Our formal biogeographic analyses support a scenario of dispersal from Asia to North America. An Atlantic crossing via the Thulean bridge would require Jurassic PA–NA divergences (assuming the Turgai Sea formed a barrier to dispersal) as well as extinction across most of Asia and all of Europe. Thus, overland dispersal via the more geographically proximate Bering land bridge is clearly a more plausible alternative. Although our analysis places the origin of the Anelytropsis lineage between 90 and 49 Myr ago, the boreotropical belt of forest that would allow Beringian passage of warm-adapted taxa is thought to have formed only after global temperatures increased during the Palaeocene and culminated in the thermal maximum around the Palaeocene–Eocene boundary at approximately 55 Ma (, but see  for evidence of possible Cretaceous lizard faunal interchange between Asia and North America). The terminal Eocene cooling event (approx. 35 Ma) that followed once again excluded warm-adapted taxa from Beringia . Several reptile groups, including colubrid  and viperid  snakes, skinks [9,52] and anguids [9,53] apparently crossed Beringia to the New World after the climate cooled, in the Oligoene or even Miocene. However, all of these taxa contain extant members occupying more northern, temperate regions than those occupied by extant dibamids. Combining these lines of evidence, we suggest that the Anelytropsis lineage probably dispersed across Beringia in the Late Palaeocene or Eocene.
An alternative to overland dispersal is trans-Pacific rafting. After the widespread acceptance of plate tectonics theory in the 1970s, oceanic dispersal hypotheses fell out of favour with most biogeographers. However, recent studies have demonstrated the biogeographic importance of this phenomenon for many groups, including taxa not generally thought to be good candidates for survival in an oceanic environment (reviewed in de Queiroz ). For example, the Fijian iguanas (Brachylophus) almost certainly originated via trans-Pacific rafting from the New World, where all their closest relatives (both extant and fossil) are found . Although the dispersal was in the opposite direction, this might seem to provide a precedent for dibamids. However, the case for overseas dispersal in Brachylophus is strengthened by the fact that, unlike dibamids, they are completely absent (including fossils, which should be more likely from these large-bodied lizards) from Australasia and the Asian mainland.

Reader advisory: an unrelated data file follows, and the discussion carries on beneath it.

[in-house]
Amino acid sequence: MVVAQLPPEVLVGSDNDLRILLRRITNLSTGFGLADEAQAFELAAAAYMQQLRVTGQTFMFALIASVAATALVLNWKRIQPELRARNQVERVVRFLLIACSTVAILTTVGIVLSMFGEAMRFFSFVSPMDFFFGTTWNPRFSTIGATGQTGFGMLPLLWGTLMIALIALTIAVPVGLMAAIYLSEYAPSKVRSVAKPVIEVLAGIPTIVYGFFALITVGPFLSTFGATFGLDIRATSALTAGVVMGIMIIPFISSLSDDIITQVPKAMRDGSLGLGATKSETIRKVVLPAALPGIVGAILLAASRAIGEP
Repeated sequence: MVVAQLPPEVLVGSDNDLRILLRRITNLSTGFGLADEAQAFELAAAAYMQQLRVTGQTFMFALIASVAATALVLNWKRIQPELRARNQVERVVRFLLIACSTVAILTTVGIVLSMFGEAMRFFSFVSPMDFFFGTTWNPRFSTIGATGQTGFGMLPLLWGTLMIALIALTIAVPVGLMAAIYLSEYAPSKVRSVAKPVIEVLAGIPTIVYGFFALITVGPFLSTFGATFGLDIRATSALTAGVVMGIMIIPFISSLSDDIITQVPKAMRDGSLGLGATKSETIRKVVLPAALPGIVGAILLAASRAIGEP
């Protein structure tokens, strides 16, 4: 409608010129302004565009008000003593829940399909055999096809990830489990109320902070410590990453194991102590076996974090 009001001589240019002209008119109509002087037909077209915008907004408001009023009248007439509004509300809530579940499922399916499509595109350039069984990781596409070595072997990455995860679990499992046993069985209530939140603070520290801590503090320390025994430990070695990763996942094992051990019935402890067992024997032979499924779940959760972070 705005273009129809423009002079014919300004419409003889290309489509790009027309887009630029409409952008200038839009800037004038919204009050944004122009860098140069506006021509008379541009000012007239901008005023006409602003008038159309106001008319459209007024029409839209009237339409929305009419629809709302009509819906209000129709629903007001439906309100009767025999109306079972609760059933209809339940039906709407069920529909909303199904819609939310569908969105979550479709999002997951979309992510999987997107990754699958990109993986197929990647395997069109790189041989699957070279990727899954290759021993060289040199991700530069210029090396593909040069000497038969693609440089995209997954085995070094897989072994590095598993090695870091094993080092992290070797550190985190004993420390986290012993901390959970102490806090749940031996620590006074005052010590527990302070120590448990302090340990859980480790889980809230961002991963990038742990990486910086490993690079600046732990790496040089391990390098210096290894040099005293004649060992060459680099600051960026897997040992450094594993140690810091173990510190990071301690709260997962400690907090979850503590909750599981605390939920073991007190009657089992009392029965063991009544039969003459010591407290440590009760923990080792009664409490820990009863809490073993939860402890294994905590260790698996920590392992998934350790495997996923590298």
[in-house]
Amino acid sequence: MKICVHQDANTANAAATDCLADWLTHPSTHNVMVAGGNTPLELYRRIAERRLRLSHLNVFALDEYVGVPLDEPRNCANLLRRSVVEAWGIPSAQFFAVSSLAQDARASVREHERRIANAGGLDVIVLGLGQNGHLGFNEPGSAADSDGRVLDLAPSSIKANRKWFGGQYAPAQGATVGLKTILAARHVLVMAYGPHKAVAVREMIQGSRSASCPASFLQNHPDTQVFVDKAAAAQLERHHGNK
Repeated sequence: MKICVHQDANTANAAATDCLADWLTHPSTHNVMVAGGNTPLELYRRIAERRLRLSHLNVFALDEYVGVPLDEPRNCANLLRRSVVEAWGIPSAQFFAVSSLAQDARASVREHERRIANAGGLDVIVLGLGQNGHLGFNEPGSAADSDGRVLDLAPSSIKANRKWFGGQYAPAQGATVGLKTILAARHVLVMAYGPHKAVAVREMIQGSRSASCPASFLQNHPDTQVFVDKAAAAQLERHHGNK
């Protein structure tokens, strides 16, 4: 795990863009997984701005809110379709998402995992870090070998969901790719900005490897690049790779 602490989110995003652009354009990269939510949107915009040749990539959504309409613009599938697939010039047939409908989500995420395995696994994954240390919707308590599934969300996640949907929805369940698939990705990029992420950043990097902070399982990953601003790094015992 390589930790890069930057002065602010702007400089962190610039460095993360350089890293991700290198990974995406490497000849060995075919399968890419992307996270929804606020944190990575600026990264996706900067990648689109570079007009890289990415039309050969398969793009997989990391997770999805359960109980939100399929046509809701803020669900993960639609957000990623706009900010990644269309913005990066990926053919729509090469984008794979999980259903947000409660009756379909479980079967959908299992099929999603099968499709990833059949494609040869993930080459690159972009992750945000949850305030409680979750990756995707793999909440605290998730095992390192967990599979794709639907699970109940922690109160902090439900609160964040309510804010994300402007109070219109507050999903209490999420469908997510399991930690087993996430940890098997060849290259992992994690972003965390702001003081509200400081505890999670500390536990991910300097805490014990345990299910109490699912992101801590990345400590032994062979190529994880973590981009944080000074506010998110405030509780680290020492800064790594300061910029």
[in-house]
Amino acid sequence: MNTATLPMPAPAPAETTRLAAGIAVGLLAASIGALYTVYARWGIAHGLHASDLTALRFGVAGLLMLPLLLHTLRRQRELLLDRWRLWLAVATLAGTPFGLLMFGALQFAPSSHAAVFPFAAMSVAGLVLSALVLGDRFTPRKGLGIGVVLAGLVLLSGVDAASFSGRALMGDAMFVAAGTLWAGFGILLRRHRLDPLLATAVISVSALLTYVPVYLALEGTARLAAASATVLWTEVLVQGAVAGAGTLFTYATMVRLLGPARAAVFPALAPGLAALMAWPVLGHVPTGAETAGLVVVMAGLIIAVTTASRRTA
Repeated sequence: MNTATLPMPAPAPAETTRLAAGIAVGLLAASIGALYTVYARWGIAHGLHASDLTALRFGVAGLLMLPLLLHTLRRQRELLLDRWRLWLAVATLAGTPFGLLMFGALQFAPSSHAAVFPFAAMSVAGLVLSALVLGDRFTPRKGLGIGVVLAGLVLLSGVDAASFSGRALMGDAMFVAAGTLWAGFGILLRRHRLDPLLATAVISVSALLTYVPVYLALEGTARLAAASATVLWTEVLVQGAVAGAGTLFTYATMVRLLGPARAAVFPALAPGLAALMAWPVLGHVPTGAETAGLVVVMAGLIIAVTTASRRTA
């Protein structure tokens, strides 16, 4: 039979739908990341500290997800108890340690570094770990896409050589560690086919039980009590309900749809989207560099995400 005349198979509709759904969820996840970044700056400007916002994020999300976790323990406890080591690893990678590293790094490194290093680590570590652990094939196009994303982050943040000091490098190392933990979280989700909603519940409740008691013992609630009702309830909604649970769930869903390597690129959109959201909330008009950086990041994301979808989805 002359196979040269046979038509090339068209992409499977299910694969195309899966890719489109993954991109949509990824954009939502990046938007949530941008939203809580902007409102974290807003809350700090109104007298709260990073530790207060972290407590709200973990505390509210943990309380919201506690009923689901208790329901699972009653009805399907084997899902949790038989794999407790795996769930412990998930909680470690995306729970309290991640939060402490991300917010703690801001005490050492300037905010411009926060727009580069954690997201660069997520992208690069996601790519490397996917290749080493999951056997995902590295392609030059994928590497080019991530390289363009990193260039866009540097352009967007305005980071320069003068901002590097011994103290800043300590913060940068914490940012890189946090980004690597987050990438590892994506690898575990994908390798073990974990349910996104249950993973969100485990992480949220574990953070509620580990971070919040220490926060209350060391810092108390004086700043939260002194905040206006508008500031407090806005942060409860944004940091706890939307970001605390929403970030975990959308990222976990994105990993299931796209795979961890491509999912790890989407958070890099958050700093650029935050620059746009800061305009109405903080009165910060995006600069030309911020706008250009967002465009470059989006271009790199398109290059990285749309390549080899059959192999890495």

Vidal et al.  concluded that members of the limbless, fossorial, squamate group Amphisbaenia dispersed to the New World twice by trans-Atlantic rafting. However, this inference relied on molecular divergence dates in the Eocene, long after the separation of Africa and South America. Overland dibamid dispersal is not problematic in this regard. Moreover, present-day trans-Pacific rafting would require a voyage three times as long as trans-Atlantic rafting, and this ratio would have been even greater in the Eocene. For these reasons, we favour the well-established Beringian route. If fossil dibamids are eventually discovered in the northern PA or NA, this position will obviously be bolstered. Alternatively, if further taxon sampling reveals an Asia–North America split much more recent than our current estimate, then the rafting hypothesis should be more strongly considered.
Advances in divergence dating using DNA sequence data have led to amazing and sometimes counterintuitive biogeographic discoveries in recent years. Our study provides a striking example of a long-distance dispersal event in a taxon that otherwise appears to have exceptionally low vagility. Additionally, this study reveals that the morphologically conserved and geographically restricted genus Dibamus harbours surprisingly ancient phylogenetic diversity, both at the deepest and more nested hierarchical levels. Further sampling of geographical regions and species may provide clues to the geological and/or ecological forces that led to such an unexpected biogeographic pattern, and will be crucial to taxonomic revision of this fascinating group.
We thank P. Wisniewski for laboratory assistance. For generous loans of Dibamus tissues and specimens, we thank D. Cannatella, D. Frost, L. Grismer, M. Kearney, T. LaDuc, J. McGuire, R. Murphy and C. Spencer. We thank A. Peralta-Garcia and P. Scott for their assistance in collecting, and O. Flores-Villela for collecting permits. We thank the editor and two anonymous reviewers for constructive suggestions that improved the paper. This project was funded by NSF grant EF0334967 to T.W.R.
- Received December 2, 2010.
- Accepted December 22, 2010.
- This Journal is © 2011 The Royal Society